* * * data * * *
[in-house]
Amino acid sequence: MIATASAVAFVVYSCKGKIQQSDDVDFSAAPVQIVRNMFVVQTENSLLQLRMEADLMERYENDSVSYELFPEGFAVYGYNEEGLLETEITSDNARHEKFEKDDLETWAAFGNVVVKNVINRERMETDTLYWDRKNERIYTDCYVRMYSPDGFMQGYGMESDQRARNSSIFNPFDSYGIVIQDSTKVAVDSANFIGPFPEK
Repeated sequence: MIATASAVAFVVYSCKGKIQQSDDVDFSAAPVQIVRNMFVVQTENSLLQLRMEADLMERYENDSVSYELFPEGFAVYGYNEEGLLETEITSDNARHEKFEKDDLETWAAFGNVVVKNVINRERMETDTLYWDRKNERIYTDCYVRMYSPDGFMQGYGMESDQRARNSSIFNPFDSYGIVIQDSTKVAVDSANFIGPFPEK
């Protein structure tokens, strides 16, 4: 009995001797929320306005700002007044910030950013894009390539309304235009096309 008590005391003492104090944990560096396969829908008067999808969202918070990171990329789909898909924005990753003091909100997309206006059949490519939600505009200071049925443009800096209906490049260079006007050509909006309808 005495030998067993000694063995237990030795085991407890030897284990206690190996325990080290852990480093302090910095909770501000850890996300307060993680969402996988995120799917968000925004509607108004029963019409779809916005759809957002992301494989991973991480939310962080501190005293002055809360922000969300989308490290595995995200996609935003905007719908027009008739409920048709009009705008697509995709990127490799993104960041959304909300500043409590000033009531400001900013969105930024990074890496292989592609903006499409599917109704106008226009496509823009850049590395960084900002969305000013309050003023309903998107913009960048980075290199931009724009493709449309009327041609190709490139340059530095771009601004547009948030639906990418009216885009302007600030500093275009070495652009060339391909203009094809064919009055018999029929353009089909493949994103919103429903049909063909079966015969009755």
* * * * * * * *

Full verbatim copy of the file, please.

[in-house]
Amino acid sequence: MIATASAVAFVVYSCKGKIQQSDDVDFSAAPVQIVRNMFVVQTENSLLQLRMEADLMERYENDSVSYELFPEGFAVYGYNEEGLLETEITSDNARHEKFEKDDLETWAAFGNVVVKNVINRERMETDTLYWDRKNERIYTDCYVRMYSPDGFMQGYGMESDQRARNSSIFNPFDSYGIVIQDSTKVAVDSANFIGPFPEK
Repeated sequence: MIATASAVAFVVYSCKGKIQQSDDVDFSAAPVQIVRNMFVVQTENSLLQLRMEADLMERYENDSVSYELFPEGFAVYGYNEEGLLETEITSDNARHEKFEKDDLETWAAFGNVVVKNVINRERMETDTLYWDRKNERIYTDCYVRMYSPDGFMQGYGMESDQRARNSSIFNPFDSYGIVIQDSTKVAVDSANFIGPFPEK
């Protein structure tokens, strides 16, 4: 009995001797929320306005700002007044910030950013894009390539309304235009096309 008590005391003492104090944990560096396969829908008067999808969202918070990171990329789909898909924005990753003091909100997309206006059949490519939600505009200071049925443009800096209906490049260079006007050509909006309808 005495030998067993000694063995237990030795085991407890030897284990206690190996325990080290852990480093302090910095909770501000850890996300307060993680969402996988995120799917968000925004509607108004029963019409779809916005759809957002992301494989991973991480939310962080501190005293002055809360922000969300989308490290595995995200996609935003905007719908027009008739409920048709009009705008697509995709990127490799993104960041959304909300500043409590000033009531400001900013969105930024990074890496292989592609903006499409599917109704106008226009496509823009850049590395960084900002969305000013309050003023309903998107913009960048980075290199931009724009493709449309009327041609190709490139340059530095771009601004547009948030639906990418009216885009302007600030500093275009070495652009060339391909203009094809064919009055018999029929353009089909493949994103919103429903049909063909079966015969009755």